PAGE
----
The United Nations Development Programme (UNDP) wants sub-Saharan Africa to take the issue of women empowerment beyond being just a singsong and realise that it is key to the continent’s agric sector transformation and the attendant gains there from.
In its 2016 Africa Human Development Report (AfHDR) —Accelerating Gender Equality and Women’s Empowerment in Africa, the UNDP noted that Africa loses about US$95 billion yearly to gender inequality.
This, the report which was launched globally on 28 August 2016 in Nairobi, Kenya, on the sidelines of the 6th Tokyo International Conference on African Development (TICAD VI) noted, further hampers efforts at inclusive human development and economic growth.
The report , presented on Monday 5 December, at a special event held on the first day of the 2016 African Economic Conference (AEC) in Abuja, Nigeria.
The report’s findings make gender equality an economic and development issue, because they are of significant relevance to the ongoing conference themed Feeding Africa: Towards Agro-Allied Industrialization for Inclusive Growth.
In a statement on Tuesday night by UNDP Africa, agricultural transformation on the continent “will require reforms that guarantee equal and sustainable access to land and protect the rights of marginalized women in Africa.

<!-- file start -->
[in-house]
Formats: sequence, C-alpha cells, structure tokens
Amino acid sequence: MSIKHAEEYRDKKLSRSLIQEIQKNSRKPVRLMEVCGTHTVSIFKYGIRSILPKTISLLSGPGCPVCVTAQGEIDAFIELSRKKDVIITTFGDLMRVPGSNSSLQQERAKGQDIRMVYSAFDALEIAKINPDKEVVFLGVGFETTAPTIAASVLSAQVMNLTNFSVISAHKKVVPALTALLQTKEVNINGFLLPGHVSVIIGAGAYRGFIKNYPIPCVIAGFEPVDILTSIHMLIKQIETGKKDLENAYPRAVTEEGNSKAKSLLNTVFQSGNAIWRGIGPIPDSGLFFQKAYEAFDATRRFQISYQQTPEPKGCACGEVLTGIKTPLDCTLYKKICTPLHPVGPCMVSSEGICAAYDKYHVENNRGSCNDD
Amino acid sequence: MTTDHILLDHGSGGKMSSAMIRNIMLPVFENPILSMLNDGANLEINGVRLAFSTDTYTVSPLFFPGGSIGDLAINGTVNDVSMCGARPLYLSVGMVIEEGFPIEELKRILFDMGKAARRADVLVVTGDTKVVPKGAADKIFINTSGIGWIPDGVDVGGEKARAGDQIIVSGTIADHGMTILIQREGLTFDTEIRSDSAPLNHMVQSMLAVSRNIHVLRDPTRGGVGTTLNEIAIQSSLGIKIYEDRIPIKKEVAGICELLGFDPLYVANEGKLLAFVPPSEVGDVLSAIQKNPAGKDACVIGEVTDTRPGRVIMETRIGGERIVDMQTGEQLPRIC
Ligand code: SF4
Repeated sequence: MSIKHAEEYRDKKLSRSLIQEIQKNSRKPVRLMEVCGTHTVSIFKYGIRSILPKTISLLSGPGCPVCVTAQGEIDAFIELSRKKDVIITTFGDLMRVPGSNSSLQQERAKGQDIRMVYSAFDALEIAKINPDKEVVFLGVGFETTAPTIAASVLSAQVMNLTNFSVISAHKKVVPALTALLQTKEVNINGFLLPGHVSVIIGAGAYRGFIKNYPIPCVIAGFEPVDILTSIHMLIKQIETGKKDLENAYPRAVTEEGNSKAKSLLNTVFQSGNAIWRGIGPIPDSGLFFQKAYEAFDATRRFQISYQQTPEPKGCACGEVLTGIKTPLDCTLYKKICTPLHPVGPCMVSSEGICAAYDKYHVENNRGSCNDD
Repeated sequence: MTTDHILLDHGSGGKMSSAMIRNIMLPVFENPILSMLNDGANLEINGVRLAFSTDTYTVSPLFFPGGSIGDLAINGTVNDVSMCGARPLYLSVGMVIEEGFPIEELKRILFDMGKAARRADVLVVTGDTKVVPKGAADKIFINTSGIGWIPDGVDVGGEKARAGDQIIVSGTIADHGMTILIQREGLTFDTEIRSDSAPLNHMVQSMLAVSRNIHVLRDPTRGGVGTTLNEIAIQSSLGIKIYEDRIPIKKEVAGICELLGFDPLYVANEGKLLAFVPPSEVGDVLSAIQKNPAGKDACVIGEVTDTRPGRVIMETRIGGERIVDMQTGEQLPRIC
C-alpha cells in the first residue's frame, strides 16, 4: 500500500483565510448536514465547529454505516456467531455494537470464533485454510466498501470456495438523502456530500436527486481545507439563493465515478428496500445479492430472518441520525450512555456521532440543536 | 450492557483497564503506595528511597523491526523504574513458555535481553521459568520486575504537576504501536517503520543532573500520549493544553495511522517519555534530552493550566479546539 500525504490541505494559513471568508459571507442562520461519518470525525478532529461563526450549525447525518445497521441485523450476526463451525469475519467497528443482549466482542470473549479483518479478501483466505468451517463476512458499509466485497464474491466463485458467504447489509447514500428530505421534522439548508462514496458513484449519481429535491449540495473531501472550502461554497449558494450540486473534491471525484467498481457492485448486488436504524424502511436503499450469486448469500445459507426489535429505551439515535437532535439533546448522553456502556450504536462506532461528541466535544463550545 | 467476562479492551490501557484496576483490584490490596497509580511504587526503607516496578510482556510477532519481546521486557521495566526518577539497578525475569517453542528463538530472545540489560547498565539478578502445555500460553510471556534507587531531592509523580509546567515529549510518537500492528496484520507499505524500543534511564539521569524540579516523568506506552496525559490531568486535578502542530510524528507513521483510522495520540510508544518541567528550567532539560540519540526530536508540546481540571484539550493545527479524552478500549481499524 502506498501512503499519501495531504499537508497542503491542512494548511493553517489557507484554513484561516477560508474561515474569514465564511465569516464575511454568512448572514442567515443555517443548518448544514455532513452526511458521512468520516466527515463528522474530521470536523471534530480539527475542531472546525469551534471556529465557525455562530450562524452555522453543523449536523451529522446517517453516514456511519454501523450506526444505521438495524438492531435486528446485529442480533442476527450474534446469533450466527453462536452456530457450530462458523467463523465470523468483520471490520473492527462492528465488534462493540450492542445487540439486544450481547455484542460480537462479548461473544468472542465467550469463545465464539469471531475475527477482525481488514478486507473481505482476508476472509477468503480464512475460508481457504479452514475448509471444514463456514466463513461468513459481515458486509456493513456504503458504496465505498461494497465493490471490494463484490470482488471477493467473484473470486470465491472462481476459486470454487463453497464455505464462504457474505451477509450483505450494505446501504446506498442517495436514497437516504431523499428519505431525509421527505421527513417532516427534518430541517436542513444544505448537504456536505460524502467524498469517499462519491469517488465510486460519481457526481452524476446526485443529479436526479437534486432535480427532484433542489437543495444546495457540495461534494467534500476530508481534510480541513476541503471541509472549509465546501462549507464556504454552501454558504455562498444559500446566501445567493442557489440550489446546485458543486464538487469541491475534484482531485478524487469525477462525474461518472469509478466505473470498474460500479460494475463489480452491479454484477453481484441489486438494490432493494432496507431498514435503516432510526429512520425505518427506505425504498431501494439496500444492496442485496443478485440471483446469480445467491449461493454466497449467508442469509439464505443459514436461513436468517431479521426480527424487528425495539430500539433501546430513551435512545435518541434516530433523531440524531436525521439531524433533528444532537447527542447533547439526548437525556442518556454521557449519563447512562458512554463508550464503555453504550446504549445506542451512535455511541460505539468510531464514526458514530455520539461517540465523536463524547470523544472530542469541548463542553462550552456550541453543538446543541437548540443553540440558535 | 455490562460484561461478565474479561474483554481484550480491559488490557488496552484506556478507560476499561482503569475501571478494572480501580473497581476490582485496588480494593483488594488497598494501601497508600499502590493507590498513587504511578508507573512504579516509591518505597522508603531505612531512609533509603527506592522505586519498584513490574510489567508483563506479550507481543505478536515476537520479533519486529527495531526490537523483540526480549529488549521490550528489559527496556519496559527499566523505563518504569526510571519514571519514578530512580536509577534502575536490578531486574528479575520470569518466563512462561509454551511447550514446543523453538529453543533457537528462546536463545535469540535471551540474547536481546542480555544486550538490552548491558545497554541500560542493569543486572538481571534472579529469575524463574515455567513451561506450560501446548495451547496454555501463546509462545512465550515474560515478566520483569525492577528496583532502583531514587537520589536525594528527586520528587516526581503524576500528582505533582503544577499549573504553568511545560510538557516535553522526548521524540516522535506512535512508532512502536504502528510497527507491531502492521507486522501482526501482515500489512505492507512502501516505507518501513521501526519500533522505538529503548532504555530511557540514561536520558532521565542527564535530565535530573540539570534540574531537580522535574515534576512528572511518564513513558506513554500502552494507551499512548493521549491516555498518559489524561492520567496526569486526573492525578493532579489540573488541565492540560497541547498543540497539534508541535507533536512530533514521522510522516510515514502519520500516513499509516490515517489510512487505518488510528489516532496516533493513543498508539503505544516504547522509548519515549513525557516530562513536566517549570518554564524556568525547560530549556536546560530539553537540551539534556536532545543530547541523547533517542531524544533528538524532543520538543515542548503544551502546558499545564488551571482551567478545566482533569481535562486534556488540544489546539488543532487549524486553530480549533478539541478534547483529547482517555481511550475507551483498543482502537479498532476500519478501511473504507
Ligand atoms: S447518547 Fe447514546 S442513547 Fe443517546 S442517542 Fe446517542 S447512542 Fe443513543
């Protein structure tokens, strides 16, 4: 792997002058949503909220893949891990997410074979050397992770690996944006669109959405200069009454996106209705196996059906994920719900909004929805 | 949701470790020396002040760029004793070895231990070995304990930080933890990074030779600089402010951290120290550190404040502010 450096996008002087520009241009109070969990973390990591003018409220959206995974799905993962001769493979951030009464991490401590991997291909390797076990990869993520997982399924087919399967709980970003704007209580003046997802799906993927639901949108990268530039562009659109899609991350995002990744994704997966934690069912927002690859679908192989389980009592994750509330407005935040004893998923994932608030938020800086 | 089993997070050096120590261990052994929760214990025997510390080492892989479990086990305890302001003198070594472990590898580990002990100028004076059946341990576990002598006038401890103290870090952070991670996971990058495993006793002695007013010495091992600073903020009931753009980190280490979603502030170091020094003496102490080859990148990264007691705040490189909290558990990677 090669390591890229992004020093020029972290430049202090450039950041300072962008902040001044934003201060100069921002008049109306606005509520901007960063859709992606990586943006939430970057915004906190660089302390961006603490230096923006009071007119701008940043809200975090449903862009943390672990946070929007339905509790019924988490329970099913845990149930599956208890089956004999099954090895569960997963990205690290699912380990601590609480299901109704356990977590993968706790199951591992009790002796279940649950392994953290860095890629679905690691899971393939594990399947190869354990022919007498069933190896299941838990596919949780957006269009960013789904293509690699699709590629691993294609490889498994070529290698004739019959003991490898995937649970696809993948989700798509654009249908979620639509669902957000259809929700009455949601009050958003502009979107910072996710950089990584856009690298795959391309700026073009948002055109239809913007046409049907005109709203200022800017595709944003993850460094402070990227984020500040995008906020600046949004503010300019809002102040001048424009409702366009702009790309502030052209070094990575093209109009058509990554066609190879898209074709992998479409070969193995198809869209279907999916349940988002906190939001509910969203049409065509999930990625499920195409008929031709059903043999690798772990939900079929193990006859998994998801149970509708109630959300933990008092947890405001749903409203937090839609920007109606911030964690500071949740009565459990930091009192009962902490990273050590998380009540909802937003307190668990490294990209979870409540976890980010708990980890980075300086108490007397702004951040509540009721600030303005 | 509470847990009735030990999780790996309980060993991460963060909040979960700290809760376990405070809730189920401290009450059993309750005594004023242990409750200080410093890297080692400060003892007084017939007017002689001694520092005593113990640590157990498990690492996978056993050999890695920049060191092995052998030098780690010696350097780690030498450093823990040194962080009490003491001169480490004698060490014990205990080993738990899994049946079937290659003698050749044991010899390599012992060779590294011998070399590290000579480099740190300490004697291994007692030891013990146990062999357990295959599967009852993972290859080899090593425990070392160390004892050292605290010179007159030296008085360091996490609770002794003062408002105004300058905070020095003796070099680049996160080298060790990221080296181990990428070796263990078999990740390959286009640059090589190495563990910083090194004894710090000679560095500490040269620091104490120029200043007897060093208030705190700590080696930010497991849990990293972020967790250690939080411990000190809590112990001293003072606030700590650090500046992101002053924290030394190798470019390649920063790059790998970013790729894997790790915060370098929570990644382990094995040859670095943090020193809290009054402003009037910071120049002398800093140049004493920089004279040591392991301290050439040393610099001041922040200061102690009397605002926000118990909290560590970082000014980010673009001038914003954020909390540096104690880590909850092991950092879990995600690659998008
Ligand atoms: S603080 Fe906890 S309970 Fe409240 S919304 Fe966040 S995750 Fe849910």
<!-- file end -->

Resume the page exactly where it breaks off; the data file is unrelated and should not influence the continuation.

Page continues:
“It also indicates that African women hold 66 percent of all jobs in the non-agricultural informal sector, spend 40 billion hours a year collecting water, yet only make 70 cents for each dollar made by men.”
Speaking to the urgency of fully engaging and empowering African women, Mr. Abdoulaye Mar Dieye said: “The continent continues to lose out in both economic and development terms as long as the potential of women remains untapped.”
Specifically on Nigeria, UNDP Resident Representative Kallon spoke of a “need to get women not to only participate actively in productive activities but also to get fair reward for their labor”.
Ms. Angela Lusigi, a leading contributor, said the AfDH Report, detailed its policy recommendations which call, among other things, for the adoption of legal reforms, policies and programmes to advance women’s economic empowerment, and promoting their access to ownership and management of assets and resources.
“There is urgent need to engage more women in decision making at all levels if the continent is to realize its full potential.” said Angela Lusigi.
The report’s also advocates stronger alliances among governments, private sector, civil society and development partners and the creation of an African Women Investment Bank and Women Investment Windows in national and regional development banks.
The ceremony was preceded by a panel discussion moderated by UNDP Africa Chief Economist Ayodele Odusola. Panelists included Abdoulaye Mar Dieye, UNDP Assistant Administrator and Regional Director for Africa; Edward Kallon, UNDP Resident Coordinator and Resident Representative in Nigeria (incoming); Angela Lusigi, UNDP Africa Strategic Advisor; Tunde Lawal, Director in the Federal Ministry of Budget and National Planning; Adhi Fatungai, UNWomen Deputy Director; and Barabra Barungi, AfDB Lead Economist.